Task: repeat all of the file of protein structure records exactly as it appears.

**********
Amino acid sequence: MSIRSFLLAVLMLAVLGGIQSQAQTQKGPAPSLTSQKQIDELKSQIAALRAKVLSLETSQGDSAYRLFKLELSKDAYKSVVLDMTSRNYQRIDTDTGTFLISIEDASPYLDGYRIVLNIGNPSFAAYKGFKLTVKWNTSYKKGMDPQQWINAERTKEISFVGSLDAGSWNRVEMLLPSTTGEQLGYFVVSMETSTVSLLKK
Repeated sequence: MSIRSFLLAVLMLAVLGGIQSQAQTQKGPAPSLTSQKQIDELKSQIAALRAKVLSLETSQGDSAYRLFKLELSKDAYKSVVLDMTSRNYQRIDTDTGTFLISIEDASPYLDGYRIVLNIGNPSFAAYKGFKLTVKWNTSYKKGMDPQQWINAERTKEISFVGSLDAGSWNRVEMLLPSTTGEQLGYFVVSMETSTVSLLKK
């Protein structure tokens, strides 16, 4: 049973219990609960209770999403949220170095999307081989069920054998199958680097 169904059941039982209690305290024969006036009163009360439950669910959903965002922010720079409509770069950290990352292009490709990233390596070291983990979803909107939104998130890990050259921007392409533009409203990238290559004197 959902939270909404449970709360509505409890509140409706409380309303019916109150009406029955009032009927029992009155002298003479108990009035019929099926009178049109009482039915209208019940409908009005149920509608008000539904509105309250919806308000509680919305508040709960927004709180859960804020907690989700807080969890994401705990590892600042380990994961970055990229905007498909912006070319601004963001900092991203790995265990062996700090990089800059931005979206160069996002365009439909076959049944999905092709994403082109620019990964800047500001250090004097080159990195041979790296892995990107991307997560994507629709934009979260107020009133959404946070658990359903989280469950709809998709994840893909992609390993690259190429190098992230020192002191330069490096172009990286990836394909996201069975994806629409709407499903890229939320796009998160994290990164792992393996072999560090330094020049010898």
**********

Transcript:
Amino acid sequence: MSIRSFLLAVLMLAVLGGIQSQAQTQKGPAPSLTSQKQIDELKSQIAALRAKVLSLETSQGDSAYRLFKLELSKDAYKSVVLDMTSRNYQRIDTDTGTFLISIEDASPYLDGYRIVLNIGNPSFAAYKGFKLTVKWNTSYKKGMDPQQWINAERTKEISFVGSLDAGSWNRVEMLLPSTTGEQLGYFVVSMETSTVSLLKK
Repeated sequence: MSIRSFLLAVLMLAVLGGIQSQAQTQKGPAPSLTSQKQIDELKSQIAALRAKVLSLETSQGDSAYRLFKLELSKDAYKSVVLDMTSRNYQRIDTDTGTFLISIEDASPYLDGYRIVLNIGNPSFAAYKGFKLTVKWNTSYKKGMDPQQWINAERTKEISFVGSLDAGSWNRVEMLLPSTTGEQLGYFVVSMETSTVSLLKK
């Protein structure tokens, strides 16, 4: 049973219990609960209770999403949220170095999307081989069920054998199958680097 169904059941039982209690305290024969006036009163009360439950669910959903965002922010720079409509770069950290990352292009490709990233390596070291983990979803909107939104998130890990050259921007392409533009409203990238290559004197 959902939270909404449970709360509505409890509140409706409380309303019916109150009406029955009032009927029992009155002298003479108990009035019929099926009178049109009482039915209208019940409908009005149920509608008000539904509105309250919806308000509680919305508040709960927004709180859960804020907690989700807080969890994401705990590892600042380990994961970055990229905007498909912006070319601004963001900092991203790995265990062996700090990089800059931005979206160069996002365009439909076959049944999905092709994403082109620019990964800047500001250090004097080159990195041979790296892995990107991307997560994507629709934009979260107020009133959404946070658990359903989280469950709809998709994840893909992609390993690259190429190098992230020192002191330069490096172009990286990836394909996201069975994806629409709407499903890229939320796009998160994290990164792992393996072999560090330094020049010898």